All across Western Europe last week, consumers were looking at bottles of Italian wine with suspicion and alarm. And with good reason: eight Italians died and some 30 were hospitalized after drinking red Odore Barbera, a northern Italian wine that was contaminated by as much as 5.7% methyl alcohol, a deadly dose way above the legally permitted limit of .3%. The scandal widened when a woman from the Piedmont region of northern Italy was hospitalized after drinking a bottle of Fraris Dolcetto del Piedmonte that contained methyl alcohol, which is normally used in antifreeze.
Italian officials reacted swiftly, fearing that the disaster could badly damage a wine industry that accounted for $953 million in exports last year. Italian Agriculture Minister Filippo Maria Pandolfi announced a new regulation that requires all wine marked for export to carry a government certificate of purity. Francesco Artale, director of the largest association of Italian winegrowers, tried to reassure customers in the U.S., which is Italy's biggest export market. Said he: "I can categorically exclude the possibility that any Italian wine sold in the United States has been adulterated."
No such guarantees could be offered to fellow Europeans. The French were particularly concerned, since their importers not only sell Italian wine in supermarkets but also bring in bulk brands from Italy to fortify local products. At the ports of Sete and Marseilles, officials sequestered tankers carrying some 4.4 million gal. of southern Italian wine and dumped it after discovering contamination. West Germany tracked down 1,600 bottles of tainted Barbera in a warehouse near Karslruhe. Britain and Austria removed bottles of the wine from store shelves.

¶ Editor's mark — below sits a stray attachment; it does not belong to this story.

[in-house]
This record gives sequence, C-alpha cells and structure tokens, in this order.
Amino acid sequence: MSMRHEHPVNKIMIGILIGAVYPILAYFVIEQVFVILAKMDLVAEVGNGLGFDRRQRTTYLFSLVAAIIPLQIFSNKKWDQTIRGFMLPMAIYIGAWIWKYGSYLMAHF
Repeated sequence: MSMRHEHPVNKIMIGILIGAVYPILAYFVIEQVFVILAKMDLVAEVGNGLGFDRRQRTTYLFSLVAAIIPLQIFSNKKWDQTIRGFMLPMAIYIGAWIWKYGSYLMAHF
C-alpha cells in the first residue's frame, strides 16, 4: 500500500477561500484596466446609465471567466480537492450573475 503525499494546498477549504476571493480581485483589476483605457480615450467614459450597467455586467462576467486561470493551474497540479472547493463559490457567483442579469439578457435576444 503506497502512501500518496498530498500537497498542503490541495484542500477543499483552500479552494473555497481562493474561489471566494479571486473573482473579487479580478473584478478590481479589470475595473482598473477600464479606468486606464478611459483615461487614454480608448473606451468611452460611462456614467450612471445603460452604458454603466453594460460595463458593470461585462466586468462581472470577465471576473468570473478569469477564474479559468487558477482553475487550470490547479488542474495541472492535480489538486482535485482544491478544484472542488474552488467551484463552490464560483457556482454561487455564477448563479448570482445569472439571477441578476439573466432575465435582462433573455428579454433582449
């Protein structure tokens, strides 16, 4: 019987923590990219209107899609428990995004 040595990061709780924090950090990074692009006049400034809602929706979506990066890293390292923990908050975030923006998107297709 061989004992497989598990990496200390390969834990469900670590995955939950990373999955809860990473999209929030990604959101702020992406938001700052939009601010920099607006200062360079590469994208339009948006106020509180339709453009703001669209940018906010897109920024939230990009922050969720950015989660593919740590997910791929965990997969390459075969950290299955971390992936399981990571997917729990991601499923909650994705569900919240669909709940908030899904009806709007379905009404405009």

The contamination may have resulted from a criminal effort by one or more wine dealers to boost their profits. Because the price of bulk wine is determined in part by its alcohol content, some wine dealers have on occasion added methyl, or wood, alcohol to their product. That increases the alcohol content of the wine and thus raises its value. But unlike the ethyl alcohol that is naturally found in wine, methyl alcohol in sizable doses can produce blindness and death. In this case, someone negligently or maliciously added too much methyl alcohol to the wine.
Italian police traced the poisoned Barbera to Giovanni Ciravegna, 57, and his son Daniele, 27, who run a wine-distribution outlet in Piedmont. They were arrested on multiple charges of manslaughter. Police suspect that the two men bought the adulterated wine from Antonio Fusco, a vintner from the southern region of Taranto. But Fusco insists that he is innocent, claiming "an act of sabotage has been carried out."